Valentine’s Day for the Realistic Romantic

Danielle B. Klotzkin
Special to the Sun
'Annoyingly, romantic love relationships, like every aspect of life, are complicated, continually changing and confusing.'
Jari KivelŠ |

The promise of romantic love: Finally, the struggle to find peace and happiness is over. I am saved. I am safe. I am lovable. I am desirable. I am acceptable. I am generous. I am so alive. I am awash in bliss. We are a perfect match.

The reality of romantic love: He leaves his wet towel on the bed. She only focuses on the kids. He is always late. She is always working. He drinks too much. Who is this person I thought I knew? She’s changed. He’s different. We are strangers.

“You complete me” spirals down into “You deplete me.”

Annoyingly, romantic love relationships, like every aspect of life, are complicated, continually changing and confusing.

While our fantasy is that the “right” romantic relationship will relieve us of all of our pain and fear and longing, the truth is our romantic relationships stretch us to the limits of our emotions ” from intense pleasure to crushing despair.

One moment we can feel deeply connected to a partner and the next moment feel totally cut off and alone.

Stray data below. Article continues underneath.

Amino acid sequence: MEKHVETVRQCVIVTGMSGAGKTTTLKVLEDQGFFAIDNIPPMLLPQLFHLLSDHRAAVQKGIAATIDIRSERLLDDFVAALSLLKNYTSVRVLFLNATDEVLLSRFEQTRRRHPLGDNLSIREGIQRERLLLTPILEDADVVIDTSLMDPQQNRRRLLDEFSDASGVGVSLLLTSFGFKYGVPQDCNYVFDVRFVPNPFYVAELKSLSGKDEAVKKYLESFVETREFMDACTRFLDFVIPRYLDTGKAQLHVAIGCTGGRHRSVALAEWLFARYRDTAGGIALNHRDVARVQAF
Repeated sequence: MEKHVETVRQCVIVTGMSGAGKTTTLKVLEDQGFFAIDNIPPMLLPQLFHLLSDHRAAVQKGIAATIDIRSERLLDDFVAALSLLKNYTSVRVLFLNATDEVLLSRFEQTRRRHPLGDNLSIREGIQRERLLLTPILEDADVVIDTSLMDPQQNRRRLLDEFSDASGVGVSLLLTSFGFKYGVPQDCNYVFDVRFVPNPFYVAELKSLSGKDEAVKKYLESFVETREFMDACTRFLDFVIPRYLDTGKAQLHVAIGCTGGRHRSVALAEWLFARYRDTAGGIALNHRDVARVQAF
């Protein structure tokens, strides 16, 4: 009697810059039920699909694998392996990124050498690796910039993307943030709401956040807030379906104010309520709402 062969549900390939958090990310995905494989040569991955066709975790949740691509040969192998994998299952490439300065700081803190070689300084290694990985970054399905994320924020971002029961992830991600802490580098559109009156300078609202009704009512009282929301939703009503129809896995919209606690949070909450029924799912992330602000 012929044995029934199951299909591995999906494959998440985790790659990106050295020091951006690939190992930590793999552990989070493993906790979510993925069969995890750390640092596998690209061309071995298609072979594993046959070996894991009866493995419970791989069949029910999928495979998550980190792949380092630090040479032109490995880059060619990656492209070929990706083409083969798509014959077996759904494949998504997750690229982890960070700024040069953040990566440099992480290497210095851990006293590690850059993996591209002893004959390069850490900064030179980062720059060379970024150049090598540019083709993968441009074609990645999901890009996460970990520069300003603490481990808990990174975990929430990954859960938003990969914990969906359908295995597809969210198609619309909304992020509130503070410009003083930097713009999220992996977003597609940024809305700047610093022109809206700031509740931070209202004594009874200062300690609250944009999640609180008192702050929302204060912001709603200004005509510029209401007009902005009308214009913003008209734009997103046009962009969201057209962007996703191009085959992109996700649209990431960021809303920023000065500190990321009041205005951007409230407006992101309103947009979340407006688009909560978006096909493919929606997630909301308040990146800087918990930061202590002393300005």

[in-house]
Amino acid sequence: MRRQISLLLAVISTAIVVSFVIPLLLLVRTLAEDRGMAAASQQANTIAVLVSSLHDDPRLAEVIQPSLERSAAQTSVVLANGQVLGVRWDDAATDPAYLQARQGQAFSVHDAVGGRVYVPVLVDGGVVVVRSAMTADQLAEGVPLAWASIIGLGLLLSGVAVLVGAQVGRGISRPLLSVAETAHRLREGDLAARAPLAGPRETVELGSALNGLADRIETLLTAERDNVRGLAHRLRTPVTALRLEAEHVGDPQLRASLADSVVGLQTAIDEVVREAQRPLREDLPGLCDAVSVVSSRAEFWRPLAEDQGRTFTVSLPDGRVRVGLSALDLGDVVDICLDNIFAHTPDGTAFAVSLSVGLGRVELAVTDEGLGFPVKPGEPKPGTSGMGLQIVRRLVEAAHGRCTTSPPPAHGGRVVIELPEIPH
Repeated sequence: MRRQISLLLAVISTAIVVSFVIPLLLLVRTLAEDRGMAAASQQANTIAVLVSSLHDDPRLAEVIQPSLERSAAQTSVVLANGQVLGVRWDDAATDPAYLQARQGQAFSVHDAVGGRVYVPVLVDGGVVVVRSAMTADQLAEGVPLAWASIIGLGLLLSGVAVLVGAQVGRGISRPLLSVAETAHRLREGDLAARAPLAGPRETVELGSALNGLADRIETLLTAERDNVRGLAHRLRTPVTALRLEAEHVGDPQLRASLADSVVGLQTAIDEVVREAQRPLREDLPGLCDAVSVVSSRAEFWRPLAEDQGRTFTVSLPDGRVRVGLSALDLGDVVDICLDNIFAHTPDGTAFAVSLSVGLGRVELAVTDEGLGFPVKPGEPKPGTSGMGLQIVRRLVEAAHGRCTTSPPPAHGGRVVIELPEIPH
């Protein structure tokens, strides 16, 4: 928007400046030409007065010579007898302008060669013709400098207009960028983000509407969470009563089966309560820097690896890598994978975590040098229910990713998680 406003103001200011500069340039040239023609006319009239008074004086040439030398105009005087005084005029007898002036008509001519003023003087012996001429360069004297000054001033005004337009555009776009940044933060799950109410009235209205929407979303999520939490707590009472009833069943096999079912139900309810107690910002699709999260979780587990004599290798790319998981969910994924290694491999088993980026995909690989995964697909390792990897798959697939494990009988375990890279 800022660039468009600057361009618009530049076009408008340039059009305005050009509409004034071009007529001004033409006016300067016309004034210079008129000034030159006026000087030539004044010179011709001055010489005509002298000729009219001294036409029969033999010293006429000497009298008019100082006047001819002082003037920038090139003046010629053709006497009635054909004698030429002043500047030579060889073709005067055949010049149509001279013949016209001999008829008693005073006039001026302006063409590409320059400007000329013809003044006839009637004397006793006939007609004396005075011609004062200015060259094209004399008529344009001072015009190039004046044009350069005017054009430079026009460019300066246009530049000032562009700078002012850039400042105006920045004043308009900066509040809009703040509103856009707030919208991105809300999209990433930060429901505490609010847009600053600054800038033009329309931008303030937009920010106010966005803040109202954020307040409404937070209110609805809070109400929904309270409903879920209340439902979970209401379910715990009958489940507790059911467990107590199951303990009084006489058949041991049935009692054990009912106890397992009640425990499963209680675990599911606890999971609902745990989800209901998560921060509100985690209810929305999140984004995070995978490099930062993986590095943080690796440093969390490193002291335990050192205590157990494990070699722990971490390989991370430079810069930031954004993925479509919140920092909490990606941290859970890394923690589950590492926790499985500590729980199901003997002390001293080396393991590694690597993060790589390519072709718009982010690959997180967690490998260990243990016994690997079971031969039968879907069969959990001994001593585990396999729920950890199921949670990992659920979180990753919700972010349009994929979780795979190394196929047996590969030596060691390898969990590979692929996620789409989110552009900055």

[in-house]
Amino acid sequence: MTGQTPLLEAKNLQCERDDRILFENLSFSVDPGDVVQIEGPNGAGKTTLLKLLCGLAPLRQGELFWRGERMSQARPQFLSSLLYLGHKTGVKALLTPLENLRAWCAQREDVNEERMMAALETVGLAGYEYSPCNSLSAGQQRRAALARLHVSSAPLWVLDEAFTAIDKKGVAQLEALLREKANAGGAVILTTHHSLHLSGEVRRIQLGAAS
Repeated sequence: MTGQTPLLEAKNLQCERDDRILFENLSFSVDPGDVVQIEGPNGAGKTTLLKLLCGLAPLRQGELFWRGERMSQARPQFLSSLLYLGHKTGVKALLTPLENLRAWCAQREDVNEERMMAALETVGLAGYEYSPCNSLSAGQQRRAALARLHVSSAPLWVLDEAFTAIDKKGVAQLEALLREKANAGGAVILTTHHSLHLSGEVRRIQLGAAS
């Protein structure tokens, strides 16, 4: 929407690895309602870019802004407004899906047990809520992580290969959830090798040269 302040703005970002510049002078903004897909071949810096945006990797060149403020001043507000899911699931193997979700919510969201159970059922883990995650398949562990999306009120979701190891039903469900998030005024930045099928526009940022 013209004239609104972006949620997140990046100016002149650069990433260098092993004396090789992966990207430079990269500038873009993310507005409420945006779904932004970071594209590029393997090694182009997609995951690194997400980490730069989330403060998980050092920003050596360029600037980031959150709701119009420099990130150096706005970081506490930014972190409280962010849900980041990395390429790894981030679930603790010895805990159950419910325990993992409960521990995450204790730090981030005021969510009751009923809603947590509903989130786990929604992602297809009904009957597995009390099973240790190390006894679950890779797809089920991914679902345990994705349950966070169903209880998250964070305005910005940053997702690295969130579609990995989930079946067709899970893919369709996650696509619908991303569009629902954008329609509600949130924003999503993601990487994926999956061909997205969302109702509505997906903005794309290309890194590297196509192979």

This is simply the nature of romantic love relationships.

We cannot avoid the roller coaster of romantic love relationships.

We can use our heads, and stand back and see the whole complex picture of the relationship ” “mostly I feel connected and happy with my partner, sometimes I feel rejected and angry.” Or, “I usually feel frustrated and sad, with occasional happiness.”

We can use our hearts to decide, based on this whole picture ” “overall, am I getting enough of what I honestly want and need in this relationship?”

If we decide the answer is yes, we need to learn to be strong enough to get through the cycles of joy and pain in our relationship. We need to learn to make room for all of it ” the magical pleasure, the drudgery of daily life, the fear and disappointment.

We need to let our hearts grieve for the loss of the “promise” of romantic love, and let our heads be annoyed with the heart’s constant wanting something more and better.

And, as we create this imperfect marriage between fantasy and reality, we become capable of a real romantic relationship, wilted roses and all.

” Danielle B. Klotzkin, licensed Marriage and Family Therapist, provides psychotherapy for clients looking to move forward through relationship issues, problems with alcohol, drugs, eating and body issues, trauma, bipolar disorder and Call her at (530) 470-2233.

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